So far, they both seem similar in every aspect; but look under the bonnet and this is where their major differences are. In the case of the A1, it gets for itself a 1.4-liter twincharged lump, mated to a dual-clutch 7-Speed S-tronic ‘box – the similar combination seen widely-utilised by VW. The Cooper S on the other hand has a 1.6-liter turbocharged engine paired with a (more conventional) 6-speed auto.
In terms of power output, the Cooper S has all along gotten for itself a respectable 184bhp and 240Nm, and takes merely 7.1 seconds to hit 100km/h; the same time maxing out at 224km/h. But as if saying “I-can-do-it-better”, Audi’s little number pushes out 185bhp and 250Nm, and does the century sprint in 6.9 seconds. Maximum speed is rated at 227km/h. Coincidental? Bah…
Driving down our busy CBD, these two cars demonstrate the sort of capability other bigger cars struggle with. For a start, the force-fed engine allows you to skip between lanes effortlessly; its pint size making it so agile you can simply flick the steering wheel to cut across three lanes (a common practice around the area anyway) without a hitch. But in a traffic light grand prix, the Cooper S feels much punchier, edging ahead of the A1 with more ferocity. The lil’ Audi is fast as well, but (a) is more refined and (b) lacks the sort of tenacity the Cooper S delivers.
Out on the expressway, it’s the A1 that you want to be in. The suspension has been set slightly stiffer than the Golf Sport (just to give you an idea), but in a strange way, it absorbs road undulations with aplomb – useful if your daily commute involves the KPE. The Cooper S is your cup of tea if you’re the sort of driver who loves feeling the road on his gluteus while driving, definitely bumpier than the A1. Depending on your driving priorities, the Cooper S is the sharper tool between this two: drive it hard down a twisty set of road, and you feel as one with the car, with excellent body-control to give you that inch of confidence. For the A1, yes it does give the similar confidence, that sharp steering giving additional confidence to keep up with the Cooper S. Somewhat though, body-roll is apparent and you reach the limits earlier than the other car.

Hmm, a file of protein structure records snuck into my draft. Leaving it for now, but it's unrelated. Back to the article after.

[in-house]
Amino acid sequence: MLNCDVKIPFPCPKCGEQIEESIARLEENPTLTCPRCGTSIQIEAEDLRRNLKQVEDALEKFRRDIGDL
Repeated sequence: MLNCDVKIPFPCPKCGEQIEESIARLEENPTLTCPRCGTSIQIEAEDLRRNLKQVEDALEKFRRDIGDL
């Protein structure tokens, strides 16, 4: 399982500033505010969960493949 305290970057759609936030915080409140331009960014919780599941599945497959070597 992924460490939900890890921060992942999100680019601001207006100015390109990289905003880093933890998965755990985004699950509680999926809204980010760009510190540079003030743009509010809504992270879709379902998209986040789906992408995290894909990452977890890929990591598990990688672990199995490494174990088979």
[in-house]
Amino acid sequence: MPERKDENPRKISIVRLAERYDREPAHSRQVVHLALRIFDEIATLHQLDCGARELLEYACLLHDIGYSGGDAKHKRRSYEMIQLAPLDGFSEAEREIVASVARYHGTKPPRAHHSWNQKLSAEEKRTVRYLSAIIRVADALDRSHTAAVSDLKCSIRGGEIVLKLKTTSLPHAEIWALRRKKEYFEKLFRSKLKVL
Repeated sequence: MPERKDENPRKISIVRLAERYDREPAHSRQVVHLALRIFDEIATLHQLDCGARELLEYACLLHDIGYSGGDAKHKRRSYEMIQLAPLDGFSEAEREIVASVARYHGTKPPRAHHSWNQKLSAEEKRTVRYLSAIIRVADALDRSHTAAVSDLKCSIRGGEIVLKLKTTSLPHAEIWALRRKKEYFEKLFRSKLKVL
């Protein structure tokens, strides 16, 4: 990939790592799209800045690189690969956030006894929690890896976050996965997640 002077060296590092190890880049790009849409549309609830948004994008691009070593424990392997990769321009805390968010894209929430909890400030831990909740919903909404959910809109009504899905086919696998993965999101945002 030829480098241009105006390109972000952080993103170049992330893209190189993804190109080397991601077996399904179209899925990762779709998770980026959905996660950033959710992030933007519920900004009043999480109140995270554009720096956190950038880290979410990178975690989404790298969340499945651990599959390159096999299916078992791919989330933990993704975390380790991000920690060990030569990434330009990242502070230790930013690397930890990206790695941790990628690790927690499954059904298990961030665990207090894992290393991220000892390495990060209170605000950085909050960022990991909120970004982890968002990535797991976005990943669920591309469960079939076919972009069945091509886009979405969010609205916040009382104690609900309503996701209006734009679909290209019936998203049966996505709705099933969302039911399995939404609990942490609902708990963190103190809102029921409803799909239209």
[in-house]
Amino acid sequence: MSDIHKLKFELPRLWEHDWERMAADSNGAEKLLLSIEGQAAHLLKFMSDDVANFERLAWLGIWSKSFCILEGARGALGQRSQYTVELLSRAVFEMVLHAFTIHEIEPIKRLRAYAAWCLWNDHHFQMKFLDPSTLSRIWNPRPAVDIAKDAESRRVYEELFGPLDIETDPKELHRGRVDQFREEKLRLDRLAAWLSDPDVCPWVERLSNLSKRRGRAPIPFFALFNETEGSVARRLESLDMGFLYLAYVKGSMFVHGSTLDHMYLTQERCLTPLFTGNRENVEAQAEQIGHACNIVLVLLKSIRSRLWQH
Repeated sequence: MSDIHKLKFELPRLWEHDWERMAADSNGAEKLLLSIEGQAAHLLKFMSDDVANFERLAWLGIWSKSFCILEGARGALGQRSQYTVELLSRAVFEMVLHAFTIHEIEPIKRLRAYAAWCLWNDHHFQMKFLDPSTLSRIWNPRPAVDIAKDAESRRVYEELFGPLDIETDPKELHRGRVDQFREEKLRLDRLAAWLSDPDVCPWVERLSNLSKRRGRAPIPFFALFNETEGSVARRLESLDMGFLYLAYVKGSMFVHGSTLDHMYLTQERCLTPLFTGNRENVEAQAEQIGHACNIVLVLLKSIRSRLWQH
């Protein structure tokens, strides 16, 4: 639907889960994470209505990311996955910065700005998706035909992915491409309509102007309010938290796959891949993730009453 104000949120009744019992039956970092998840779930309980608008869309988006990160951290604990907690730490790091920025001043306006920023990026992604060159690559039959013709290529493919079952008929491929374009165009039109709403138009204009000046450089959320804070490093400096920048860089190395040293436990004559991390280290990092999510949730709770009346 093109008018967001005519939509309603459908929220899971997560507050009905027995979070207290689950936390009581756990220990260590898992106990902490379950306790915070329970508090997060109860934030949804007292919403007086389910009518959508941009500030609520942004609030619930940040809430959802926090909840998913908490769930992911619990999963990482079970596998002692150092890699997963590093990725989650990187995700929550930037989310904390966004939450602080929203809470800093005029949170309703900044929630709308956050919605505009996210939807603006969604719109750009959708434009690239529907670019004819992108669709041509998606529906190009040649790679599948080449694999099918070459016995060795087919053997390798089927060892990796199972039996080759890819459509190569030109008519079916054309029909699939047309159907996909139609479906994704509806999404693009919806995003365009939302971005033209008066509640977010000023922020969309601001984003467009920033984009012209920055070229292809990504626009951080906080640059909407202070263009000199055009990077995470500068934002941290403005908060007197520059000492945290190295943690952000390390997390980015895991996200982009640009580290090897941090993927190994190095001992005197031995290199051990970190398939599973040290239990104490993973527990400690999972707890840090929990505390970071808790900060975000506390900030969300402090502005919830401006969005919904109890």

We already knew that the Mini Cooper S is a design icon and perhaps the most talked about and revered small car since, well, the old Mini. But after comparing it to the new Audi A1, we manage to realise one thing: these two cars - despite being seemingly similar in traits and purpose - answer to two different groups. The Cooper S should be more appropriate for those who love driving hard, handbrake turns and lift-off oversteers. The A1 is much more suitable for the sort of driver who enjoys driving fast but doesn’t put handling prowess as a priority; they appreciate some comfort and refinement on top of a sleek exterior. But if a choice has to be made, the Audi A1 takes the cake for its overall packaging, daily usefulness and the fact that it’s the newer one.
That’s the wife’s perspective by the way. If you were to ask me, the Cooper S is still the best choice – it lives up to my demands, driving it puts a smile on my face and knowing that it can handle Sepang simply seals the deal. (Despite it being "old"...)